It's very hard to make a board game very short, especially non-abstracts and games for more than two players. Yeah, Tic-tac-toe is short, but it's solved, always a draw in perfect play. I discussed short board games (though only two player) in "Really Small Games" (http://pulsiphergamedesign.blogspot.com/2013/10/really-small...).
There are three parts to a well-played game of Diplomacy, negotiation, grand strategy, and tactics. Strategy is something that functions over a full game, but that means 6 to 10 hours. Tactics is the most short-term of the three parts, with negotiation in between the other two.
But most people don’t have the time to play a full game of Diplomacy, even at the sacrifice of grand strategy. What can you do to play a shorter game?
One obvious way is to reduce the victory criterion to much less than 18 supply centers, for example nine or 10 (there are 34 altogether). But this still leaves a great deal of room for how long the game is going to take, and in some cases no one may ever reach nine or 10 as the game ends in a draw. If you only have a specific amount of time available this is unsatisfactory.
Another way to make the game shorter that also turns it into a very different game is to eliminate secret negotiation. All negotiation takes place over the board where anyone can hear it. But the very essence of Diplomacy is secret negotiation, so (at least in my view) you’re no longer playing Diplomacy. The extremist version of this, known as “Gunboat Diplomacy,” is to have no official negotiation at all. This is really hard to do in a face-to-face game because any comment that a player makes can be construed as negotiation, even if he or she is just “talking to no one”. I’ve heard of people putting tape over their mouths while they’re playing gunboat, but even then you can still gesture vigorously to try to make a point (or a deal). Gunboat removes negotiation from the game and minimizes strategy leaving only tactics, and even then you can’t arrange tactical cooperation with other players. So while it’s a popular way to play Diplomacy you’re not even close to playing real Diplomacy.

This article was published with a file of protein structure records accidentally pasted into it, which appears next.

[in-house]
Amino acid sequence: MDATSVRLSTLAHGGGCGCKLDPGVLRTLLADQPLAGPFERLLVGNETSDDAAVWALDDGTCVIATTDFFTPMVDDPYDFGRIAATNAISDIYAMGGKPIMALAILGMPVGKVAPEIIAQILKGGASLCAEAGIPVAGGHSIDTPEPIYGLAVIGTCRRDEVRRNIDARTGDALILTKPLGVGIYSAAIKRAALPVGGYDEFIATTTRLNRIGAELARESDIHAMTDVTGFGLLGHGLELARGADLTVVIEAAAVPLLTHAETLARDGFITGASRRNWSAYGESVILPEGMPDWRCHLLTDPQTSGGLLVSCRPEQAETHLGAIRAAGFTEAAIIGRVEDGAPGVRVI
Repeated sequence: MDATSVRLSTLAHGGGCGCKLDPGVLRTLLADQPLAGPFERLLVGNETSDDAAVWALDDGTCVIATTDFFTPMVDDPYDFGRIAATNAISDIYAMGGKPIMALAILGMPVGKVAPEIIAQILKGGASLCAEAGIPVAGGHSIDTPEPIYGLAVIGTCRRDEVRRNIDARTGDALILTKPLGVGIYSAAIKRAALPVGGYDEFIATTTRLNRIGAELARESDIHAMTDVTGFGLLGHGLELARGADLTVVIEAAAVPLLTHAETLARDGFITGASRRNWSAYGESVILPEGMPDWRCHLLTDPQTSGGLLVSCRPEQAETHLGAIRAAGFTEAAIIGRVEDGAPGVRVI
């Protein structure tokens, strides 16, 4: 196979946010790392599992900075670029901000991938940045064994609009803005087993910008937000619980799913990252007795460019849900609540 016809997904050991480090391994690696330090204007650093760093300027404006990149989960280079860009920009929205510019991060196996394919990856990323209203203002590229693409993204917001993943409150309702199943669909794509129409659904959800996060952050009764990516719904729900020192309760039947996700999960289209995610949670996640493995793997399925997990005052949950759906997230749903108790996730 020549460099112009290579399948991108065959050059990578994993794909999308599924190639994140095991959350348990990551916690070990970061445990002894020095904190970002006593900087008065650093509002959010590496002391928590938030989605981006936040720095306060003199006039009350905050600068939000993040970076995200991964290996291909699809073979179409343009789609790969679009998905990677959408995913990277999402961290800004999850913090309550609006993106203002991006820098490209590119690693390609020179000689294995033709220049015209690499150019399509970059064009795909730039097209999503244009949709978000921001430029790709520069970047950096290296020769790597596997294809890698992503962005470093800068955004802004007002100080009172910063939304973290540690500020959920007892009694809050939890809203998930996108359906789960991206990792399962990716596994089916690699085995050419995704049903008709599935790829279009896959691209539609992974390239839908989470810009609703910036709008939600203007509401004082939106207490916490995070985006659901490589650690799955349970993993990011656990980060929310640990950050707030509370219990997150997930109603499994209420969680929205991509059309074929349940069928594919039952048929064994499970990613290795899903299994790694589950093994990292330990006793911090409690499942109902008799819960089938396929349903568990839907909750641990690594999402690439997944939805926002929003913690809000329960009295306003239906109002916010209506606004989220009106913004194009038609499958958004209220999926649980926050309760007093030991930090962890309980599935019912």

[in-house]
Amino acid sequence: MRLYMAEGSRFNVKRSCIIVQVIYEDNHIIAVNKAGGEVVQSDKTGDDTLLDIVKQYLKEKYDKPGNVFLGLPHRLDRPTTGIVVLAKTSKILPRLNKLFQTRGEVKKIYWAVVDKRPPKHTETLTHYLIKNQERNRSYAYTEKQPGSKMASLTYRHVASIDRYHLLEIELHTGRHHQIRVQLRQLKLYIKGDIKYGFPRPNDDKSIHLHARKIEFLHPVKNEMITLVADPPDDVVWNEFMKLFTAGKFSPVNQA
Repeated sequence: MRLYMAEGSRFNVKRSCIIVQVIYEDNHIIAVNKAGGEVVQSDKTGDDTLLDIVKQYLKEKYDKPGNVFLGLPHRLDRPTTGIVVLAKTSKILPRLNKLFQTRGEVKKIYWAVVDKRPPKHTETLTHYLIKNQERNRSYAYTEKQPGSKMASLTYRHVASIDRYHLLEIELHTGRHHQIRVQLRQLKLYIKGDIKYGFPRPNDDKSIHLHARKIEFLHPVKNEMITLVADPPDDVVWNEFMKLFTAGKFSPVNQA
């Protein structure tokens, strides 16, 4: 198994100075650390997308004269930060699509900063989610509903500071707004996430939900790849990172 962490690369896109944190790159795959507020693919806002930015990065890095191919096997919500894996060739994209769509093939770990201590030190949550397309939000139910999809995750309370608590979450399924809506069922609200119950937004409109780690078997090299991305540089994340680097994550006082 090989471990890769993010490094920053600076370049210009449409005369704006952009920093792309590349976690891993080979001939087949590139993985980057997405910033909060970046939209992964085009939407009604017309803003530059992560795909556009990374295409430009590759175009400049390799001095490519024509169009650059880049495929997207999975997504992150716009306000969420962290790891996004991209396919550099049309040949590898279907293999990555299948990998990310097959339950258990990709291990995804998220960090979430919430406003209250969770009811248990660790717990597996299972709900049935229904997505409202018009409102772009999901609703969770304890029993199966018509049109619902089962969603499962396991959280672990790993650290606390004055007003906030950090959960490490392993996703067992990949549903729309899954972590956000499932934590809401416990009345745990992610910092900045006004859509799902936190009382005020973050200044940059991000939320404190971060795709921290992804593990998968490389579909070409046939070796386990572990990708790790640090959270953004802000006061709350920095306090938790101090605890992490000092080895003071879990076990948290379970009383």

Another method is to play to the end of a previously specified game year. That works okay but can still vary a lot depending on how fast the game is played, which depends quite a bit on the players. It gives everyone a definite target year for their “big stab,” perhaps allowing for more planning than my method below, but you could easily find the game taking a lot more (or less) time than you expected.
So my method for a short game is to establish a more or less fixed by-the-clock time limit for ending the game while allowing the secret negotiation and cooperation that characterize the game. (This is hardly anything of great originality; points for centers is a common way to score short diplomacy games.)
Rules for Lew’s Short-Term Diplomacy
1. Set a time limit. For a club meeting the time limit would be the ending time for the meeting. Half an hour before that time limit expires, whatever game-year is being played at that time becomes the last game-year of the game. That game-year is played out in full. If players are slow then the game may still go beyond the actual time limit, or it may end somewhat before. For example, if the time limit selected is 10 PM then the game could end as soon as 9:31 PM if you’re just about to complete a game-year, but it could also end later than 10 PM if you’re just starting a game-year (the last game-year will take longer, most likely, because everyone will want to talk privately with every other player).
2. The player with the most points at the end of the game wins. Each player gets one point per supply center owned at the end of each game year, with centers counting double at the end of the last year. So if a player has five centers at the end of a game-year he or she scores five points. The score is doubled in the last game year for two reasons. First, it rewards players who have more centers, the idea being that those who are doing well would continue to do well if the game lasted longer. Second, it encourages more fluidity toward the end of the game in a grab for those extra points.
3. There could still be a draw, though it’s much less likely than in a full game of Diplomacy.
This is likely to be a niggling and nibbling game as everyone maneuvers to be slightly ahead (or slightly behind) going into the last year. If the game goes from 1900 to 1905, five normal scorings plus a double scoring for 1905, then on average a player’s going to have about 34 points. My guess is that 50 points will often be a win.